‘The right thing for patients’

surgery for transgender patients

On a Monday morning in late January 2018, surgeons and clinical staff entered the operating room with one primary goal: to forever change the life of the young man who lay before them. More than 14 hours later, the team had made history, performing the first phalloplasty — surgical creation of a penis — for a transgender patient at a major U.S. pediatric hospital.

For the 24-year-old patient, the procedure was the final step in a lifelong path to align his body with his identified gender. But the experience was also transformational for the clinicians in the OR that day. “This was one of the most rewarding experiences in my career,” one of the nurses later wrote to plastic surgeon Amir Taghinia, MD, co-director of the Center for Gender Surgery at Boston Children’s Hospital, and his colleagues. “It was a true team effort and we helped change this boy’s life.”

A full suite of services

Beginning this year, the Center for Gender Surgery offers gender affirmation surgery services to eligible adolescents and young adults. Specialists in plastic surgery, urology, endocrinology, nursing, gender management and social work collaborate to provide patients with a full suite of surgical options, including chest reconstruction, breast augmentation, metoidioplasty, phalloplasty and vaginoplasty.

These procedures are offered as part of clinical care for gender dysphoria, the significant distress that can occur when there is a conflict between the gender a person was assigned at birth and the gender with which they identity. To qualify for such procedures, patients must meet certain criteria, including specific age minimums and clinical documentation of gender dysphoria. Gender surgery, and surgery on the genitals in particular, is typically one of the final steps in the gender affirmation process and usually occurs after a patient has explored other social and medical options, such as taking supplemental hormones.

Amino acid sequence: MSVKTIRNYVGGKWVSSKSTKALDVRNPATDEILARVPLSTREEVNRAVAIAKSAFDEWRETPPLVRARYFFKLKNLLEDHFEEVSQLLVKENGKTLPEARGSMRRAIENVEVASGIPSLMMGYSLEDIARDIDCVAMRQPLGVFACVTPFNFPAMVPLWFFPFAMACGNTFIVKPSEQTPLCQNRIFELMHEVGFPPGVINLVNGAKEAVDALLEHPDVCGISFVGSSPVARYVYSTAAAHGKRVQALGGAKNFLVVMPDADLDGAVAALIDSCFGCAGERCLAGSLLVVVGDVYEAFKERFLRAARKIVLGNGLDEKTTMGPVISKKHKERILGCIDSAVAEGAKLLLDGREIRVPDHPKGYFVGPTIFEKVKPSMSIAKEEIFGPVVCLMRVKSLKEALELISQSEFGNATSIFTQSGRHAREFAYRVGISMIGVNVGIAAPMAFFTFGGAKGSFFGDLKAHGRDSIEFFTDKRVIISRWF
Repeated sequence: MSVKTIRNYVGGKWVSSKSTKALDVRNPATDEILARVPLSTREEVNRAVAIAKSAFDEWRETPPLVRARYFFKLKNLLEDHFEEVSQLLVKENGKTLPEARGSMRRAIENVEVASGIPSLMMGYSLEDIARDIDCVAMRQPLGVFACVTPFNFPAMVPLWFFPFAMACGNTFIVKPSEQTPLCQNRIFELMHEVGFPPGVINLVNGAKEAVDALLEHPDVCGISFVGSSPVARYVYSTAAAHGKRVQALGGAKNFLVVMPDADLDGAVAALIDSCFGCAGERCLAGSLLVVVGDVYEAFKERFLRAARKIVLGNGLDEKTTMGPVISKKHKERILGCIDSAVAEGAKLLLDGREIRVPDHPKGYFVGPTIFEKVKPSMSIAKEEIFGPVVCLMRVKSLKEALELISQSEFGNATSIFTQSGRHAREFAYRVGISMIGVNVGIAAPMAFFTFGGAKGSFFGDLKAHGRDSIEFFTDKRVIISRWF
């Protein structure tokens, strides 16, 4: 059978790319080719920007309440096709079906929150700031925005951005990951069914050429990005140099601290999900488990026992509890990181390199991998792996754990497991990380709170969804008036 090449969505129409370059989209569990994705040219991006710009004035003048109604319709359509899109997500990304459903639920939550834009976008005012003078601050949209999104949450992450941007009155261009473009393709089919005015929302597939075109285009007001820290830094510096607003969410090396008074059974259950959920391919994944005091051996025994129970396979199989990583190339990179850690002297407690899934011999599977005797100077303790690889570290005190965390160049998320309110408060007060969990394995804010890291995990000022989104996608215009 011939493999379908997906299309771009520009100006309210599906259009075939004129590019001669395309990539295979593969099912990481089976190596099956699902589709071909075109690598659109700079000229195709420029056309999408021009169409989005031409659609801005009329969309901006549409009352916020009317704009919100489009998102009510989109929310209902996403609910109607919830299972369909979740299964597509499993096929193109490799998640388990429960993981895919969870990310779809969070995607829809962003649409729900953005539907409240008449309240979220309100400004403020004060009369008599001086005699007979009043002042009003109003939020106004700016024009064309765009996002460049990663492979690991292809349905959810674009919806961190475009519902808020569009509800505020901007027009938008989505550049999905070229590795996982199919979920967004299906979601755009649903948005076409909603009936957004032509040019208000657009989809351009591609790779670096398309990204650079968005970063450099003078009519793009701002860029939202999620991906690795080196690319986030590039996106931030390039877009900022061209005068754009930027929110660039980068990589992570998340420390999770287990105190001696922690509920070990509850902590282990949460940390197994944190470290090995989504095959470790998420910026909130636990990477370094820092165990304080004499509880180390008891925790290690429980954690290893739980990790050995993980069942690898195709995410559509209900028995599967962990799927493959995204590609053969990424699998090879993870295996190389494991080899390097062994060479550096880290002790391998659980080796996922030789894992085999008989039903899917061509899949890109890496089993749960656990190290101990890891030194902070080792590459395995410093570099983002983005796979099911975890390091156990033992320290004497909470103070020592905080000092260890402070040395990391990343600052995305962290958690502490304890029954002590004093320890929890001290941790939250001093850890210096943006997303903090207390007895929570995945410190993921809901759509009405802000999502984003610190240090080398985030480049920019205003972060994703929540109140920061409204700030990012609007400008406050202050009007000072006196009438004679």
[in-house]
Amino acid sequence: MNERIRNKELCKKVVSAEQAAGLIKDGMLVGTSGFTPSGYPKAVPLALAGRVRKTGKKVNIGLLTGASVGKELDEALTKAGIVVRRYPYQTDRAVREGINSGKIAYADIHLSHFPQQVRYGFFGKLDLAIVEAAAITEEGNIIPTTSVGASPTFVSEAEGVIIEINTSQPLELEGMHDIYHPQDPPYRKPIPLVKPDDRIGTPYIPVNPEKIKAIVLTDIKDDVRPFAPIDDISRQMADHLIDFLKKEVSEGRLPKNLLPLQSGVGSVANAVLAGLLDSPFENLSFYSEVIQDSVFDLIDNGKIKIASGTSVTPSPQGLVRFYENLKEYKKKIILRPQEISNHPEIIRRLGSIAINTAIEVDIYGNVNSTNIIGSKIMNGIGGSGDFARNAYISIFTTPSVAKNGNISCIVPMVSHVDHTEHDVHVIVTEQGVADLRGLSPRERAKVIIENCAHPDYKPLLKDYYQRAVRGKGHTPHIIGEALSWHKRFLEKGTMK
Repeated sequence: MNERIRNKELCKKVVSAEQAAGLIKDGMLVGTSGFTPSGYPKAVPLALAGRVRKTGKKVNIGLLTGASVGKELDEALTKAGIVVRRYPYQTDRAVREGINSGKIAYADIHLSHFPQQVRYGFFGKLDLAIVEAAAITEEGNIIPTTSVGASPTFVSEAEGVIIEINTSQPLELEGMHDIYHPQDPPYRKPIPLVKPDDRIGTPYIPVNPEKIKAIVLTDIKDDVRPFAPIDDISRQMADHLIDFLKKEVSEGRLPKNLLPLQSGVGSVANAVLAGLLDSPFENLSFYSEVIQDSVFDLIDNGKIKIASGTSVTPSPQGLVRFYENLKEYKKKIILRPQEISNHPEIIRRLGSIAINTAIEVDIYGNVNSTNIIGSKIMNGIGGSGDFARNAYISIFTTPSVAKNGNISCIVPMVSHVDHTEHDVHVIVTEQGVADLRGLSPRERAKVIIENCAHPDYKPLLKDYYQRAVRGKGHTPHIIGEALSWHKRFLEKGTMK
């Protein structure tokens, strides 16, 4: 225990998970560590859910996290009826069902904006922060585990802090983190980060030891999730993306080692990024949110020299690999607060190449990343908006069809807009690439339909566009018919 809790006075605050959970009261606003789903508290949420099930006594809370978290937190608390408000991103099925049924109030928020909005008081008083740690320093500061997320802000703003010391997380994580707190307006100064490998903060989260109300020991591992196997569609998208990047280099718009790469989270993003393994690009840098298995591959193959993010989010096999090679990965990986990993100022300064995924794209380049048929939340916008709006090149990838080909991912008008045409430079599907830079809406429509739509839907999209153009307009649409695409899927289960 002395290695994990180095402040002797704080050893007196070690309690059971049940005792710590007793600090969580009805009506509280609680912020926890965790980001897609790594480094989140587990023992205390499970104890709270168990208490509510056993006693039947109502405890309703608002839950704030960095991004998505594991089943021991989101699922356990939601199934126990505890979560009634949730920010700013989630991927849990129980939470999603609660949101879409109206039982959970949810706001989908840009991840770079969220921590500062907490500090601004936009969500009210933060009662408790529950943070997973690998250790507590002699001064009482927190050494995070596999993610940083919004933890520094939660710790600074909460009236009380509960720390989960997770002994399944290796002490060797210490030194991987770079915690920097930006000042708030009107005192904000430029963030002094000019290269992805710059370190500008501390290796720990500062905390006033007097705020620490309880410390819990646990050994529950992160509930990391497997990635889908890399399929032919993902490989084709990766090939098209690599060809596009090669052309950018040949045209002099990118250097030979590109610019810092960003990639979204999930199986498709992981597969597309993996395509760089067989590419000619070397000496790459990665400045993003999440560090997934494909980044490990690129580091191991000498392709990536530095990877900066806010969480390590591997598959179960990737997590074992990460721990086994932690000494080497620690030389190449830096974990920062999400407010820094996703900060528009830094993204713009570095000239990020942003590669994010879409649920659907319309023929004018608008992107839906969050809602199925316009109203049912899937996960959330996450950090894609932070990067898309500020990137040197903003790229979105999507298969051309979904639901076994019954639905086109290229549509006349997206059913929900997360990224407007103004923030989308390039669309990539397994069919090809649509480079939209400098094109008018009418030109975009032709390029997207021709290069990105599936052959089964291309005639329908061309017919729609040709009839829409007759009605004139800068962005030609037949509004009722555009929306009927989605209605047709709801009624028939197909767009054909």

Caring for a condition of childhood

The decision to launch the Center for Gender Surgery was a natural next step for a hospital that has always been at the forefront of pediatric care, says the center’s co-director, plastic surgeon Oren Ganor, MD. The growing number of transgender patients in both the local community and in the hospital’s Gender Management Service sparked his interest in forming the center. “This is a population that is medically underserved,” he says. “We want to provide all the care possible to patients who need our help, including transgender patients.”

Throughout the process, the co-directors discussed the potential ethical concerns associated with creating such a center, says co-director David Diamond, MD, who is also Boston Children’s urologist-in-chief. At top of mind was the question of whether such services should be offered at a children’s hospital. Patients must meet certain age requirements to qualify for specific procedures: The age minimum for phalloplasty is 18, for example.

But just as important was the obligation to provide young patients with necessary care. “Boston Children’s treats conditions of childhood, and gender dysphoria often begins in childhood,” explains Ganor. “We believe this center and the services we provide are fully in line with the hospital’s mission.”

‘Something special’

With their first phalloplasty procedure a success, the clinical team is screening and preparing future candidates and continuing to offer other gender surgeries. With its location in a major academic hospital, the center has a unique opportunity to spearhead research and innovation in this area, which will ideally inform clinical knowledge of gender surgery and related issues.

“Boston Children’s has a long tradition of bold surgical breakthroughs, of being willing to take risks and of doing the right thing for patients,” explains Diamond. “To be the first pediatric hospital to offer these services is something special.”

Learn about the Center for Gender Surgery and listen to the WBUR radio story about its genesis.